Artist Health

Video: The Calabar Christmas Festival + Difference Between the Kalabari, Akwa-Ibom and Calabar People

For those joining me for the first time, I was born in the USA, raised in Lagos, Nigeria and for the longest time thought I was Yoruba i.e. from what was the Southern part of Nigeria. I read, spoke and wrote Yoruba fluently and better than most Yoruba natives. I also wasn’t called Uduak. I had a nickname everyone called me. I became aware I was not Yoruba when my mother was renewing my US passport and I saw my name “Uduak” inscribed on it and my picture. Later, my maternal grandma came to live with us and she neither spoke English nor Yoruba, only the Eket language where my family hails from in Eastern Nigeria. Communication, needless to say, was tough but since I pick languages easily, I would later come to understand her well.

In any event, I did a recent post congratulating my fellow legal colleague based in Nigeria on her award. Her name is Mfon Ekpo. I have never met her but her PR agency solicited me for the story. I made reference to the Kalabari people. To my knowledge and from historical archived stories, the Kalabari people were the aforementioned ethnic groups and while they are now Calabar and Akwa-Iboms, their history originates from there. I also knew the Calabar people speak Efik and that Akwa-Ibomites were Ibibios. I also know I’m from EKET and my family speaks EKET independent from the Ibibio language that most from Eket also speak. But, I thought these region and group were all lumped historically as the Kalabari people.

One of my AML readers sent this in response to that article. She is a very gorgeous lady who happens to be from Akwa-Ibom. Hey what can I say, the gorgeous and highly intelligent women reside/are from Akwa-Ibom. LOL! Here is what she had to say:

“Hey Uduak,

I read your article: and I see you mixed up the present day Kalabari people with the Calabars. Although people refer to us as Calabar people, The Cross Riverians and Akwa Ibomites are known as the Efiks and Ibibios, respectively.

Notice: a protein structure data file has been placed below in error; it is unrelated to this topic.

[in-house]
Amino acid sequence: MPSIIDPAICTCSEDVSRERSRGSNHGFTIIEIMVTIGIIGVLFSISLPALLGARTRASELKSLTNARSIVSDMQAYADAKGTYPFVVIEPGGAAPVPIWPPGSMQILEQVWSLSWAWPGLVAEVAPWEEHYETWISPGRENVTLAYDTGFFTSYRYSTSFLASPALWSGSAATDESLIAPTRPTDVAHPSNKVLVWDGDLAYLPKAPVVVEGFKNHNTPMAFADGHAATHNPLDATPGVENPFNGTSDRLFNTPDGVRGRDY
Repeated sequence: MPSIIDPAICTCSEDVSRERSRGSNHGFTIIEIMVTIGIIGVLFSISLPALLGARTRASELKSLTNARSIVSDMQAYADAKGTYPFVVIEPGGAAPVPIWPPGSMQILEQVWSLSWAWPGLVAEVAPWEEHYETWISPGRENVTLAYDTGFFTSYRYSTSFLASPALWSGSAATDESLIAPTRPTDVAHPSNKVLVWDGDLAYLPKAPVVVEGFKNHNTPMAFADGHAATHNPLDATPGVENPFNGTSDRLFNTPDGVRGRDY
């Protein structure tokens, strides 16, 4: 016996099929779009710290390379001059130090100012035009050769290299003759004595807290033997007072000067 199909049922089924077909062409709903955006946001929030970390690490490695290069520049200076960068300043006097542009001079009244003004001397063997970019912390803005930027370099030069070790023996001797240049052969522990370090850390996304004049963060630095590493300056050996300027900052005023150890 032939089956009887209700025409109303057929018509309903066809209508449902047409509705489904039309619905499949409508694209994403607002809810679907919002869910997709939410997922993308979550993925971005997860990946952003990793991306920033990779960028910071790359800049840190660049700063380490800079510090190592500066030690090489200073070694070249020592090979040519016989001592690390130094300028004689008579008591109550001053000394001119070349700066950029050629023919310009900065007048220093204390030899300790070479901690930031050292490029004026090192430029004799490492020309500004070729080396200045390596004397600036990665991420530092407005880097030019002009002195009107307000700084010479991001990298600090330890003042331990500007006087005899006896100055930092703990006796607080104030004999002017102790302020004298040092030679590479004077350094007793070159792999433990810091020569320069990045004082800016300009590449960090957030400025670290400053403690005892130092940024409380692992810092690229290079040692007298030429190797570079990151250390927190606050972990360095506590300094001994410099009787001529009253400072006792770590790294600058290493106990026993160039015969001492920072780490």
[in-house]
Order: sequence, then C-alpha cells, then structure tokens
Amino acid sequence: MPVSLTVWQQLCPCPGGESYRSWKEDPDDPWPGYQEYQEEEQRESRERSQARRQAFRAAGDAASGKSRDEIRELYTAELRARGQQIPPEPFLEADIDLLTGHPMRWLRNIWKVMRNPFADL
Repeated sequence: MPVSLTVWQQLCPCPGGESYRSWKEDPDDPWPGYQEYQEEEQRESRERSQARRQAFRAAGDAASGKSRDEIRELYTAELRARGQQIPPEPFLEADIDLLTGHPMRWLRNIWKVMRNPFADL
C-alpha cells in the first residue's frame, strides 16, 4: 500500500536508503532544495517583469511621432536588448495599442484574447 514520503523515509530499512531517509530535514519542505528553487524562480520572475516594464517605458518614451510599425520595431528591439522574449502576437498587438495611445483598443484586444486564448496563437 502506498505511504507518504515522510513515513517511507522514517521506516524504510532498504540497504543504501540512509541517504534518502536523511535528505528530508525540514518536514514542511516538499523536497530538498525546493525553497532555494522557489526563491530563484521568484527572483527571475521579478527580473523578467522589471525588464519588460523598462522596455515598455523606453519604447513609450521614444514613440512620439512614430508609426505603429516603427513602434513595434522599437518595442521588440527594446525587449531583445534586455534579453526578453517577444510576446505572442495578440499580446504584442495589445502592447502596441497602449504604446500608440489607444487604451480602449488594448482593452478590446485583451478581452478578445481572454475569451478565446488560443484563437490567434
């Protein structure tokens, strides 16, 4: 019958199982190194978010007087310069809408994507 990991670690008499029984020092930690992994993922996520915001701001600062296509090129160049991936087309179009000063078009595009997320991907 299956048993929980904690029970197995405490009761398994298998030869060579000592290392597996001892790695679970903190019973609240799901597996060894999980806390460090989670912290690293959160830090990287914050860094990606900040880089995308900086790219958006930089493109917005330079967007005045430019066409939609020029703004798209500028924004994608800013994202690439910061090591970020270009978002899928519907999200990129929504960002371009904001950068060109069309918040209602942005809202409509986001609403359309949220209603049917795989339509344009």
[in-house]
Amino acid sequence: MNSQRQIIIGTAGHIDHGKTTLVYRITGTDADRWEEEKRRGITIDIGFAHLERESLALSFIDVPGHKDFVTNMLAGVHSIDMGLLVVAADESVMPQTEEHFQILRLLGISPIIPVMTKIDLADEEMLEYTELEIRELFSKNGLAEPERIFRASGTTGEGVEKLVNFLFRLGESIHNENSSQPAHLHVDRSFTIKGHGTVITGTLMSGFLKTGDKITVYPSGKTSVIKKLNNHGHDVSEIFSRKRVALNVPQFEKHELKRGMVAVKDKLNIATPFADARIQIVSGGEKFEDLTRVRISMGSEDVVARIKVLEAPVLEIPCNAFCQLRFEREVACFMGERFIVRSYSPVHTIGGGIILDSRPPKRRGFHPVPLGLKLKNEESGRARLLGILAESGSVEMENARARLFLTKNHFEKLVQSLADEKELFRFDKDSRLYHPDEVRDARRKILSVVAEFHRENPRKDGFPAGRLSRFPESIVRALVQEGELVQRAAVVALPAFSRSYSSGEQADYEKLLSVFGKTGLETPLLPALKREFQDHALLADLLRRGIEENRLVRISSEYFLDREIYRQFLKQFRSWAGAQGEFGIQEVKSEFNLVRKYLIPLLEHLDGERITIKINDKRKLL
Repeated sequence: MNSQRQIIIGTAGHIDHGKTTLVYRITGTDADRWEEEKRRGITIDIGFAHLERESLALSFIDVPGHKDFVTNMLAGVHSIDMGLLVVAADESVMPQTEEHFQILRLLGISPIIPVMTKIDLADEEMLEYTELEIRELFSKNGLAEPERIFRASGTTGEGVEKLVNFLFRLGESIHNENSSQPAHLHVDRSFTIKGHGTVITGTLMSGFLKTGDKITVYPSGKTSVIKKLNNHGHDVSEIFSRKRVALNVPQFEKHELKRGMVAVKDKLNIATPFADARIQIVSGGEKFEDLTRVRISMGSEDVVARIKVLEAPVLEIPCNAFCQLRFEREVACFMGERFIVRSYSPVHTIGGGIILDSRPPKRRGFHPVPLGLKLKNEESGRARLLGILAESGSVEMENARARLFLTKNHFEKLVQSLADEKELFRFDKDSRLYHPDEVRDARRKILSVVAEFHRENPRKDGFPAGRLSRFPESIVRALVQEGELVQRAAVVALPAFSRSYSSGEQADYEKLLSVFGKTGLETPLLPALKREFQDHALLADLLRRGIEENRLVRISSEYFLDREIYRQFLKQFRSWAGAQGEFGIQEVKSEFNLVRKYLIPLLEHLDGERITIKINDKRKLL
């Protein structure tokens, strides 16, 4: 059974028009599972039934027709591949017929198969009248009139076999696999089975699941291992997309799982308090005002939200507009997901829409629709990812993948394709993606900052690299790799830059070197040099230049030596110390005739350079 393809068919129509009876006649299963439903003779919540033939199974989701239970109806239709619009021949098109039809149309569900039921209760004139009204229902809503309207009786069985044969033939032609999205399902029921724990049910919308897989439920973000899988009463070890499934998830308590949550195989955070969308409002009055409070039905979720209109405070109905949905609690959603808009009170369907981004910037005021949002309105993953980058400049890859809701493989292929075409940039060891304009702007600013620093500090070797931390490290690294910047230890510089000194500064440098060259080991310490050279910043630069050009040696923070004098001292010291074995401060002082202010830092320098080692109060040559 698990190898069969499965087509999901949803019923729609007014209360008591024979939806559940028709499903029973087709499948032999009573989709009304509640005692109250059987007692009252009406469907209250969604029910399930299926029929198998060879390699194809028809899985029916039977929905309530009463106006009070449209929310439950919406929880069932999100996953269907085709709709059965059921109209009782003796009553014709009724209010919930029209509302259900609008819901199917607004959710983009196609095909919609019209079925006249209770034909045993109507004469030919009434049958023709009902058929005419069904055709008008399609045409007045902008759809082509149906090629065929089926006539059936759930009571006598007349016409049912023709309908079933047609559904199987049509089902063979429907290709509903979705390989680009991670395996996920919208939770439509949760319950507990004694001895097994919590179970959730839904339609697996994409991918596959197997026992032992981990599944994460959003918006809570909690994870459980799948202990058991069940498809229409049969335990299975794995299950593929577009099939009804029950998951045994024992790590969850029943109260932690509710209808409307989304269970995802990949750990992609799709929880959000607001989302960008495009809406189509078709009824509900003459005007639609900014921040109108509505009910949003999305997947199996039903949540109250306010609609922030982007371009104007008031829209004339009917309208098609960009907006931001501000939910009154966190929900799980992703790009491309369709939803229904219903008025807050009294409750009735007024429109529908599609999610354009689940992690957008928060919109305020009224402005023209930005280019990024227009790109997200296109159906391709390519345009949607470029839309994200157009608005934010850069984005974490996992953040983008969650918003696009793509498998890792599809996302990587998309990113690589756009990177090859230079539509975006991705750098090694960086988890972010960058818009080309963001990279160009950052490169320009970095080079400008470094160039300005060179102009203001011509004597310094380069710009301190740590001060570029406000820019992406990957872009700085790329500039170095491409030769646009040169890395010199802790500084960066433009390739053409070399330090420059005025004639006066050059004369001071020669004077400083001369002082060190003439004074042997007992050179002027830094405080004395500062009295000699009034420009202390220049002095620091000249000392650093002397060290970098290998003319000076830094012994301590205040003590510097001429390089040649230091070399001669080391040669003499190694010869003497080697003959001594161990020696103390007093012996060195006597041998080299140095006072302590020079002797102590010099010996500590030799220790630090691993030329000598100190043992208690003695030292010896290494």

The Kalabari people are now the Ijaw people of Rivers State

There’s a shared history between the Kalabaris and Calabar but they are now very distinct. Just thought to let you know. :)”


SIDE NOTE: By the way, every group in Nigeria now claims I am from their area before they even know my name. Looooooooool! I get Hausa, a lot. I also get Ibo. As one Igbo man told me, “you are very beautiful so you must be from Ibo because everyone knows the beautiful girls from Igbo land.” Hahahahaha. NOT! Looooooool!

Anyway, now we are all educated about the difference between Akwa-Ibom and Calabar. Clearly I have more studying to do.

Oooh! You guys, for tourists and Nigerian locals, I hear Calabar has the best Christmas festival, almost like the way Trinidad and Tobago do their carnivals. I hope to visit the festival some day but be sure to check it out this Christmas if you will be in Nigeria.Watch clips below on Xmas in Calabar! The Calabar and Akwa-Ibom people are known for great hospitality and great food. In addition, have you all paid attention to some of the best personalities in media. Hmmm . . . . lots of Calabar/Akwa-Ibomites. What about the creative arts, especially the theater/arts? I am noticing lots of Calabar/Akwa-Ibomites dominating this area.


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Credited for several firsts in the fashion and entertainment industry, Uduak Oduok (Ms. Uduak) is a fashion and entertainment lawyer, speaker, visionary, gamechanger, trailblazer, and recognized thought leader, for her work on Africa’s emerging global fashion and entertainment markets, and the niche practice of fashion law in the United States. She is also the founder of ‘Africa Music Law,’ an industry go-to music business and law blog and podcast show empowering African artists. Her work in the creative and legal industries has earned her numerous awards and recognitions, including an award from the American University Washington College of Law for her “legal impact in the field of intellectual property in Africa." She has also taught as an Adjunct Professor at several institutions in the United States. For more information, visit her at

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